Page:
Hey, who has the remote?

March 1, 2012
THE truck equipment industry is sort of like watching television. Used to, broadcast television consisted of three major commercial networks: ABC, CBS,

THE truck equipment industry is sort of like watching television.

Used to, broadcast television consisted of three major commercial networks: ABC, CBS, and NBC. To change channels, you got up out of your chair, walked over to your black and white television set, and rotated a knob.

If you had been watching one program and wanted to switch to another, you rotated the knob until you got to where you wanted to go. More often than not, you passed through other television stations in order to get there. You channel surfed in numerical order.

That's kind of how the truck equipment business used to be. It was a linear process involving three major players: the chassis manufacturer, the truck dealer, and the upfitter who installed truck bodies and equipment built by their suppliers.

Everyone knew their place in the system. Manufacturers manufactured. Dealers dealt. Upfitters upfit. Everyone knew the process. In order for the customer to get from where he was (needing a truck) to where he wanted to be (owning a truck), he moved straight through the channel selector.

Things aren't that simple today. When it comes to television, we no longer have to get out of our chair to watch what we want. We hold the remote — a symbol of absolute power and control. We go where we want when we want. To get to Channel 13 (the end of the VHF spectrum), we don't have to pass through Channel 12 anymore. We can call up our program directly by punching in the number from our easy chair.

The way commercial trucks are produced today has changed in much the same way. The customer's single path of buying a commercial truck has been replaced by a range of paths and options, and that has made the commercial truck business much more competitive. Everyone in the chain — truck OEM, truck dealer, body and equipment manufacturer, and truck equipment distributor — is doing what they can to persuade the end user to call their number and tune them in.

How are truck equipment distributors responding to the options that customer now have? Take a look at what has happened in Spokane, Washington. There a 106-year-old company and long-time truck equipment distributor recently became a truck dealer. (details can be found in our story on Washington Auto Carriage on Page 28). Meanwhile, our October cover story was about a Freightliner dealer, also in Spokane, that recently got into the truck equipment business. The roles of these companies and others can change significantly in today's market.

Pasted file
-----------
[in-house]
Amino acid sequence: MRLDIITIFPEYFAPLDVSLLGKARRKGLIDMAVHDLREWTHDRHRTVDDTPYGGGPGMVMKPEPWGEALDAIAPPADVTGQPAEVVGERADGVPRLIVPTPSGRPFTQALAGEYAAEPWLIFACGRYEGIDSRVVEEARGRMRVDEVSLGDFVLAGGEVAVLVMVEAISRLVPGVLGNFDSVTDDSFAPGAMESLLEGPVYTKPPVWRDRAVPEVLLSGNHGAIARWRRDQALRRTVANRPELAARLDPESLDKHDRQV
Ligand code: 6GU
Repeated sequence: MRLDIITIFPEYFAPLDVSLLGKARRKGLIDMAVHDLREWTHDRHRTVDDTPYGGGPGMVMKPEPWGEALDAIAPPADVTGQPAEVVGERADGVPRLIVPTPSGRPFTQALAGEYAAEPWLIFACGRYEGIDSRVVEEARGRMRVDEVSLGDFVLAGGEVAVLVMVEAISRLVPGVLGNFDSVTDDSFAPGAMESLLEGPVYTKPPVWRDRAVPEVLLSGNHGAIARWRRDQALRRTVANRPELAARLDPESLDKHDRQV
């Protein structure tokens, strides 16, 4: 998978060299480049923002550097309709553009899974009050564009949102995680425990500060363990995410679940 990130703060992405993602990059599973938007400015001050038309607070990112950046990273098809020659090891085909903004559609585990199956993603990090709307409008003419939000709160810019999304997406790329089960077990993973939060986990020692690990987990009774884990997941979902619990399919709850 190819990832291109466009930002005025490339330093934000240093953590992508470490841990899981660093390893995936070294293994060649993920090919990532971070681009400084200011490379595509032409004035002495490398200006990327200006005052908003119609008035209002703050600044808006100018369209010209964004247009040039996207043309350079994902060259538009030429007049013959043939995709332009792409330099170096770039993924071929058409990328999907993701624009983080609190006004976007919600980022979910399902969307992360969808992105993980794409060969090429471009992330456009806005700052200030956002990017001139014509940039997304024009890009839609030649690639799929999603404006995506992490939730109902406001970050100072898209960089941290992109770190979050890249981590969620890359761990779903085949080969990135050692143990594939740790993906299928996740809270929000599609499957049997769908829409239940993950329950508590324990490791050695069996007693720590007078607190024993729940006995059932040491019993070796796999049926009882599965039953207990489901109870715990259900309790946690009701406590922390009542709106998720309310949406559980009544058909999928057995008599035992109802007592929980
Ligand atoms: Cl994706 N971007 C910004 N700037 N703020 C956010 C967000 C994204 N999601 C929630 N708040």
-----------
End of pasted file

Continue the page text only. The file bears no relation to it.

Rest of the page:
For their part, truck body and trailer manufacturers have been strengthening their own networks in recent years. While trailer manufacturers have a tradition of operating factory branches, several have been particularly active in investing in brick and mortar for their branches. We have stories about two of them elsewhere in this issue.

As for truck body manufacturers, they have acquired entire chains of truck equipment distributors, integrating them into their own network. Manufacturers distribute. Distributors manufacture.

More than ever, truck equipment distributors find themselves competing with others in the channel of distribution to be the starting point for the sale of commercial trucks. Steve Carey, NTEA's new executive director, gave some of the results of a recent NTEA study about what fleets want when they are looking to buy a truck. We will detail that presentation next month when we report on the 2012 Work Truck Show.

The survey reveals several key results. One of those is the customer's acute need for someone in the channel to be the truck expert. This is especially true among large fleets. The convulsive change that the overall truck market experienced during the economic downturn left a distinct void among many truck customers. These fleets have lost many of their internal truck experts, either to retirement or layoffs. When these men and women leave, they take valuable expertise with them. Corporate executives commonly choose not to hire replacements. In a sense, tighter budgets are forcing fleets to outsource their truck expertise.

The truck equipment distributor is the logical member of the channel to provide that knowledge. They know the operation and capabilities of the equipment that does the job that customers want the truck to perform.

To the extent that distributors can understand their customers better than ever before, the outsourcing of expertise should be good news. The truck buyer will gravitate to the company that understands and meets his needs — professionally, thoroughly, and quickly.

The customer has always controlled the channel. But in today's market, a close relationship with him is mandatory. After all, he has a tight grip on the remote. More than ever, it's the distributor's job to offer exactly what the customer wants to see.

About the Author

Bruce Sauer | Editor

Bruce Sauer has been writing about the truck trailer, truck body and truck equipment industries since joining Trailer/Body Builders as an associate editor in 1974. During his career at Trailer/Body Builders, he has served as the magazine's managing editor and executive editor before being named editor of the magazine in 1999. He holds a Bachelor of Journalism degree from the University of Texas at Austin.